We can except the inconsistencies in real life, even though they might not make sense, because that is how real life is. But we are intolerant of those same inconsistencies when it comes to fiction. The fictional world must hang together. It must be reasonable. That is just how we are.

The advantage of traditional publishing is that the editor at the publishing house will reject any manuscript that is unbelievable. We the reader are spared, for the most part, lousy stories. That isn’t always the case, but mostly.

Indie authors have no such gatekeeper — other than their readers. Even if the author uses an editor, there is nothing to make the writer incorporate the editor’s suggestions.

The biggest failing I find among indie authors is that their storylines, characters, and the world of the story lack consistency. They simply aren’t believable. Sometimes I can suspend disbelief, but most of the time the books are just too bad to do so.

Therefore my advice to would-be authors is to make sure your characters are consistent with themselves, that there are no gaping holes in your fictional world (in other words, that your world is consistent), and that your storyline flows naturally and doesn’t appear to have been written by the numbers.

We readers want to believe. You writers, help us to believe by being consistent.

Comments are always welcome. And until next time, happy reading!

Hey, look! Even Cthulhu is reading the Pierce Mostyn adventures! And you can too starting January 29.
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4 thoughts on “The Fourth Wall, or Secondary Belief”

  1. Yes, yes, yes. I agree completely with what you said here:

    “The advantage of traditional publishing is that the editor at the publishing house will reject any manuscript that is unbelievable. We the reader are spared, for the most part, lousy stories. That isn’t always the case, but mostly.

    Indie authors have no such gatekeeper — other than their readers. Even if the author uses an editor, there is nothing to make the writer incorporate the editor’s suggestions.”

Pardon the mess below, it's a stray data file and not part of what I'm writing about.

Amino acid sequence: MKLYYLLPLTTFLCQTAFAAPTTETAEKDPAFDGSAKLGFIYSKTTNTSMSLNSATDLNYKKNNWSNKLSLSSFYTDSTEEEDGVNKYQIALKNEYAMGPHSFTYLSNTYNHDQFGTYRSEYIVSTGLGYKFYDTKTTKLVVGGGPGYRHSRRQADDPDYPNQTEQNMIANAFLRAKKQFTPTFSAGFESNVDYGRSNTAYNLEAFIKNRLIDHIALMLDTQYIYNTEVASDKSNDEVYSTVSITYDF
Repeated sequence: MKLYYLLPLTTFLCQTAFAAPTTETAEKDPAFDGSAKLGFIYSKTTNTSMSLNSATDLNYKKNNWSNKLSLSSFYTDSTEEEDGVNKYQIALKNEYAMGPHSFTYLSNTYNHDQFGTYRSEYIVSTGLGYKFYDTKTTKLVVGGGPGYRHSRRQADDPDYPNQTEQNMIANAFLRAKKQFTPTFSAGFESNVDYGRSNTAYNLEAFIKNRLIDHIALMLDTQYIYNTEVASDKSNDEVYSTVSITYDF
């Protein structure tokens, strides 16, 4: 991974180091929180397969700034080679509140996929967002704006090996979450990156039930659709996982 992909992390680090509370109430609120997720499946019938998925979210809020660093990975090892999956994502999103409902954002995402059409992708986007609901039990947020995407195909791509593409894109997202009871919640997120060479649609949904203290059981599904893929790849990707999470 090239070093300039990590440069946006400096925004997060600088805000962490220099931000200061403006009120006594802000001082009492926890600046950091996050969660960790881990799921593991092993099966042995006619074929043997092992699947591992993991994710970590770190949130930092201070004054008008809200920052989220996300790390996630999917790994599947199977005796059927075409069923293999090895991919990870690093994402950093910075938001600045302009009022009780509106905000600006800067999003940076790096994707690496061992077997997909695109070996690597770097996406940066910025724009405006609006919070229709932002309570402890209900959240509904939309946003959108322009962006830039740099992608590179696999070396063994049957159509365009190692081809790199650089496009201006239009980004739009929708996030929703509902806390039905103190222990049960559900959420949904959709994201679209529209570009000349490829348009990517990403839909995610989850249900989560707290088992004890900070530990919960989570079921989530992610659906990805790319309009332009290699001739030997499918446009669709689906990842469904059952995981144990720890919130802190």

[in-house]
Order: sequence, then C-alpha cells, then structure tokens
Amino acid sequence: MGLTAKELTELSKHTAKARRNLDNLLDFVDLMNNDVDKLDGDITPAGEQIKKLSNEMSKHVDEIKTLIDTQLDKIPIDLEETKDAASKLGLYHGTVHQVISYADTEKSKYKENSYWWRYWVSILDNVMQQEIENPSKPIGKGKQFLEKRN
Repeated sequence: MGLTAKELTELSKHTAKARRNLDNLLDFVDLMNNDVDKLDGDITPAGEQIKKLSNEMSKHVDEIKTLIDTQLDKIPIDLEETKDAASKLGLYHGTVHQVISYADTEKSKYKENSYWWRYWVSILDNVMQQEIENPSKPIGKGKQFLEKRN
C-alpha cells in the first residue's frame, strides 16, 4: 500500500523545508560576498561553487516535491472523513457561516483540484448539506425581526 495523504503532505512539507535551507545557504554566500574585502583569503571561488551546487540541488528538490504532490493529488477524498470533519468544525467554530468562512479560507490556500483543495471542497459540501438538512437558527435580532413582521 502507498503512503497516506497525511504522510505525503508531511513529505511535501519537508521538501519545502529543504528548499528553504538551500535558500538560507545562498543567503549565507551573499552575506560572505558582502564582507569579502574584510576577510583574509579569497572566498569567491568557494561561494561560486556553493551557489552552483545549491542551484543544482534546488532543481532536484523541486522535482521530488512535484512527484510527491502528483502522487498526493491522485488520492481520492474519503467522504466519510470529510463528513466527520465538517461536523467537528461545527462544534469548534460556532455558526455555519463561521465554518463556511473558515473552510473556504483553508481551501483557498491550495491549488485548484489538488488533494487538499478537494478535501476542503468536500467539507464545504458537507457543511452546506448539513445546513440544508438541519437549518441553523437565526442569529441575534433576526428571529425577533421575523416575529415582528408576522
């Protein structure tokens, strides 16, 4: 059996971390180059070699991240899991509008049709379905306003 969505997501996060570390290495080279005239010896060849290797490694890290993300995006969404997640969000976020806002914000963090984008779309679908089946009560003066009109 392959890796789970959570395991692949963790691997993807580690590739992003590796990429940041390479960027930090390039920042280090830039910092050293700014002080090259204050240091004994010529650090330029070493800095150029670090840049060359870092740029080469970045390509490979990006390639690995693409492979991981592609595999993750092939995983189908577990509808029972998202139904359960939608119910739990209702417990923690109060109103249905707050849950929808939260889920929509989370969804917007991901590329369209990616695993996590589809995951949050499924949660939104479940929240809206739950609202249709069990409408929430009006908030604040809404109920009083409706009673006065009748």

That’s a tricky thing about indie publishing and one reason that having a good editor and/or beta readers is so helpful–if one takes their advice! 🙂

    1. If one takes their advice is certainly key. And that necessitates an attitude on the writer’s part to think of the best product he or she can give to the reader. A diminishing of the ego for the sake of the story and the reader. Thanks for stopping by, JP!

  2. Good points! I see it as a 4 way encounter between the author’s and reader’s Inner Children and their Inner Editors. The author’s Inner Child wants to tell a cool tale and the Reader’s Inner Child wants to enjoy it. BUT both their Inner Editors want the tale to make sense and satisfy their minds as well as their hearts. Satisfy (or at least gratify) all four and the tale succeeds.

    Last year I ran the first 100+ pages of my WIP past a professional editor. He found a significant plot hole, which took me more time and effort than I expected to repair. I was shocked at first, but then decided one plot hole per 100+ pages is not bad considering how deliberately outrageous my tale is at times.

    Mind you. Readers’ tolerance for Points of Improbability varies widely. For example, I agree with one of my closest friends on most things, except he simply does not get SF and Fantasy.

    1. I love your 4-way encounter description! It’s brilliant! And you are right, just like beauty is in the eye of the beholder, readers have different Points of Improbablility. Which is why there can be so many artists and writers!

      Those plot holes do happen. I think mostly because we writers know the story and we just forget to put crucial pieces of info on the paper. It’s good you caught yours before the book came to an end!